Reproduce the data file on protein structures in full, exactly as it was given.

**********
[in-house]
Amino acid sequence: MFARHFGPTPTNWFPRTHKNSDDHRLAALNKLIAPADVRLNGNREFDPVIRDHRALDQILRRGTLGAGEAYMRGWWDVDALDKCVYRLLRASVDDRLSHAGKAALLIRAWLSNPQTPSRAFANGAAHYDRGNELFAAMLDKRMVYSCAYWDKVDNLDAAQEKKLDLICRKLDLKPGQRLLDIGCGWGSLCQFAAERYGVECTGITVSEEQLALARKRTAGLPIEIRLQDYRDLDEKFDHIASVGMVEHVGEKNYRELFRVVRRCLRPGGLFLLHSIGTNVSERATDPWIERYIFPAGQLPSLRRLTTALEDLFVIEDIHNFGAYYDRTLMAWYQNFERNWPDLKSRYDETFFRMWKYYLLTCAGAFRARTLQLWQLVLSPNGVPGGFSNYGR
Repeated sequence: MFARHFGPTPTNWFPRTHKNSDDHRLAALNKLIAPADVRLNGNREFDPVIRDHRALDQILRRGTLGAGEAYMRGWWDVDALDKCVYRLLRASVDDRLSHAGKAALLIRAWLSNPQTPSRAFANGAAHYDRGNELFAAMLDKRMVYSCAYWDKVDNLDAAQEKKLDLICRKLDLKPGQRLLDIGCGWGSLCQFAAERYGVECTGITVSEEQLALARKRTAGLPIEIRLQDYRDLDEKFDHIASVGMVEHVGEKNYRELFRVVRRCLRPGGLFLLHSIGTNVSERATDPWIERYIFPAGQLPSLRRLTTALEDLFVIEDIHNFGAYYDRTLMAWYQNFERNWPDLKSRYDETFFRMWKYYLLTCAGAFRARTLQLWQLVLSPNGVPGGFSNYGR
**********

[in-house]
Amino acid sequence: MFARHFGPTPTNWFPRTHKNSDDHRLAALNKLIAPADVRLNGNREFDPVIRDHRALDQILRRGTLGAGEAYMRGWWDVDALDKCVYRLLRASVDDRLSHAGKAALLIRAWLSNPQTPSRAFANGAAHYDRGNELFAAMLDKRMVYSCAYWDKVDNLDAAQEKKLDLICRKLDLKPGQRLLDIGCGWGSLCQFAAERYGVECTGITVSEEQLALARKRTAGLPIEIRLQDYRDLDEKFDHIASVGMVEHVGEKNYRELFRVVRRCLRPGGLFLLHSIGTNVSERATDPWIERYIFPAGQLPSLRRLTTALEDLFVIEDIHNFGAYYDRTLMAWYQNFERNWPDLKSRYDETFFRMWKYYLLTCAGAFRARTLQLWQLVLSPNGVPGGFSNYGR
Repeated sequence: MFARHFGPTPTNWFPRTHKNSDDHRLAALNKLIAPADVRLNGNREFDPVIRDHRALDQILRRGTLGAGEAYMRGWWDVDALDKCVYRLLRASVDDRLSHAGKAALLIRAWLSNPQTPSRAFANGAAHYDRGNELFAAMLDKRMVYSCAYWDKVDNLDAAQEKKLDLICRKLDLKPGQRLLDIGCGWGSLCQFAAERYGVECTGITVSEEQLALARKRTAGLPIEIRLQDYRDLDEKFDHIASVGMVEHVGEKNYRELFRVVRRCLRPGGLFLLHSIGTNVSERATDPWIERYIFPAGQLPSLRRLTTALEDLFVIEDIHNFGAYYDRTLMAWYQNFERNWPDLKSRYDETFFRMWKYYLLTCAGAFRARTLQLWQLVLSPNGVPGGFSNYGR